Get This Book: Every Deep-Drawn Breath

I just got Wes Ely’s new book, Every Deep-Drawn Breath. You do need to buy this book to learn about delirium, Post-Intensive Care Syndrome (PICS) and what Dr. Ely and colleagues are doing to prevent it. PICS is a syndrome patients suffer after being hospitalized with severe medical illness in critical care units. It includes impairments in cognitive skills (impaired executive functioning), emotional functioning (depression, anxiety, post-traumatic stress disorder), and physical function (weakness, myopathy, and neuropathy). 

Reading the prologue and first chapter reminded me of my early years in medical school and residency. It also reminded me of my frustrations when I was working as a psychiatric consultant trying to teach my colleagues about delirium, which a large percentage of patients suffer in the intensive care unit (ICU). I retired a little over a year ago.

Dr. Ely’s book also reminded me that I wrote an article about delirium 10 years ago, which was published in Psychiatric Times. I can still find it on line. The title is “Psychiatrists Can Help Prevent Delirium.” Prevention is the key because once delirium sets in, the challenge to offset the neurocognitive impairment becomes far greater.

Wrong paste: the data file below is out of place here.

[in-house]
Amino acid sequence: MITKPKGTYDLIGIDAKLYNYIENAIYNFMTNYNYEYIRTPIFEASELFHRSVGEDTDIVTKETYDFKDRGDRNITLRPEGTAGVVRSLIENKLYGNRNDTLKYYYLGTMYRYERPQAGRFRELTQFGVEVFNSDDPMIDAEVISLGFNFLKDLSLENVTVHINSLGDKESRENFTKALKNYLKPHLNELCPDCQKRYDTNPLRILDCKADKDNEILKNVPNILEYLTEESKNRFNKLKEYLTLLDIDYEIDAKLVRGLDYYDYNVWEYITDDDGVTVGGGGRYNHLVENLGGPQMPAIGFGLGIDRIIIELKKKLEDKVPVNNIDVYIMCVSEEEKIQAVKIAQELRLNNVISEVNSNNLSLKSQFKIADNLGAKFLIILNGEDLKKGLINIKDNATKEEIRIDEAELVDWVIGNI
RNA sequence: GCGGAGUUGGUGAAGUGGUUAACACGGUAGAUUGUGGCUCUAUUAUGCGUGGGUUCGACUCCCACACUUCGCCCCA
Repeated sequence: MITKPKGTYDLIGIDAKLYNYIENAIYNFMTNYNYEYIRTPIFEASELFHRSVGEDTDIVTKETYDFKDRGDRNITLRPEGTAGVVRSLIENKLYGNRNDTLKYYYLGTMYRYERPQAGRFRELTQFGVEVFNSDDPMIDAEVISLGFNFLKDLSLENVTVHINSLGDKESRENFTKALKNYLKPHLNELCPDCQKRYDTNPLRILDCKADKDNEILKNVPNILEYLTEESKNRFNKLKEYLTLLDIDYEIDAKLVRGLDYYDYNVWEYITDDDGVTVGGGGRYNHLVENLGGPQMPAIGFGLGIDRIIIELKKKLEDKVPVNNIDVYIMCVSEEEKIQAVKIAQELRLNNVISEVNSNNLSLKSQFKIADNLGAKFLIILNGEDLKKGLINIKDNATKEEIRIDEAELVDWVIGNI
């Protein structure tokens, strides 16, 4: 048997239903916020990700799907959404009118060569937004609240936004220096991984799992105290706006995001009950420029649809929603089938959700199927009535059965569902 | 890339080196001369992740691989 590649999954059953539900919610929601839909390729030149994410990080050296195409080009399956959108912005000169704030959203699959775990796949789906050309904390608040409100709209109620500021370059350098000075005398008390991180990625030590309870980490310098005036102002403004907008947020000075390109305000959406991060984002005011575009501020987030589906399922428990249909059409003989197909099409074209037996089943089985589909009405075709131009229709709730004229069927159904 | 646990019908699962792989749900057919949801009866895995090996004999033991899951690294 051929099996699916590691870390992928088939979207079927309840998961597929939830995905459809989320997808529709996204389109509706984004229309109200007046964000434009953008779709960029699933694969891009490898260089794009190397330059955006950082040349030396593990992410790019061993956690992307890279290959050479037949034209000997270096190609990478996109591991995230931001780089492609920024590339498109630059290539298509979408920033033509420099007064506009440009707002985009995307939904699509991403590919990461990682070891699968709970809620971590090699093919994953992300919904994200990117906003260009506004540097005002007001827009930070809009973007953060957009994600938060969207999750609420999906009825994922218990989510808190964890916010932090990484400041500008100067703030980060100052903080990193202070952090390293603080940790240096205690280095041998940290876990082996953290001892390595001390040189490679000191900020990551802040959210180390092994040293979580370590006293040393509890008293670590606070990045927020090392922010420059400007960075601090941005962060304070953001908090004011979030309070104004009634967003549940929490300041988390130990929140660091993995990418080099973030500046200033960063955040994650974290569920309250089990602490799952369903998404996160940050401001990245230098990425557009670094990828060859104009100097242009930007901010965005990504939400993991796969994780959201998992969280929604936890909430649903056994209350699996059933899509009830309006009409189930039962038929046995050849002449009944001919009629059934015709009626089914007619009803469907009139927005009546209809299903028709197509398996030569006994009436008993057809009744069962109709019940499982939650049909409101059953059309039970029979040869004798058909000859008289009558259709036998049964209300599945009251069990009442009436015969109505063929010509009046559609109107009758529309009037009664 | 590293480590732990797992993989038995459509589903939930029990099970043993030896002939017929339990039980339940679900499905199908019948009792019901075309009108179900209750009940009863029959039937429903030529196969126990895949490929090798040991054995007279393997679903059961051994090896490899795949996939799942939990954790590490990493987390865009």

A couple of years before I wrote it, I had tried working in private practice in Wisconsin. Aside from gaining weight from the good food there, I didn’t adjust well and quickly returned to Iowa City. I did make a consultation visit to a primary care clinic where I worked, which was a welcome surprised to the clinician who asked for help. You can take the psychiatric consultant out of the hospital, but you can’t take the hospital out of the psychiatric consultant.

I also met Dr. Ely around that time as well, because I kidded him about what he wrote in another book, Delirium in Critical Care (2011). There was a couple of paragraphs in a section called “Psychiatrists and delirium.” I’m going to risk somebody rapping my knuckles about copyright rules, but I’ll quote the sentence that usually made me chuckle: “Should we, or should we not, call the psychiatrist? Can we replace them with a screening tool and then use haloperidol freely?”

I think that was meant to be funny—and it was in an ironic way. Every psychiatric consultant knows that the main treatment for delirium is not haloperidol, but treating the underlying medical illnesses. Anyway, I poked a little fun at that book section in a blog post (which I no longer have, called “The Practical Psychosomaticist”) and shortly thereafter, he emailed me, asking me to write a few posts highlighting the serious and important research he and others were conducting about delirium. I learned a lot.

Eventually, I actually met Dr. Ely, at meeting of the American Delirium Society in Indianapolis. I respect and admire him. He’s a brilliant doctor and a caring man. And you should buy his book.

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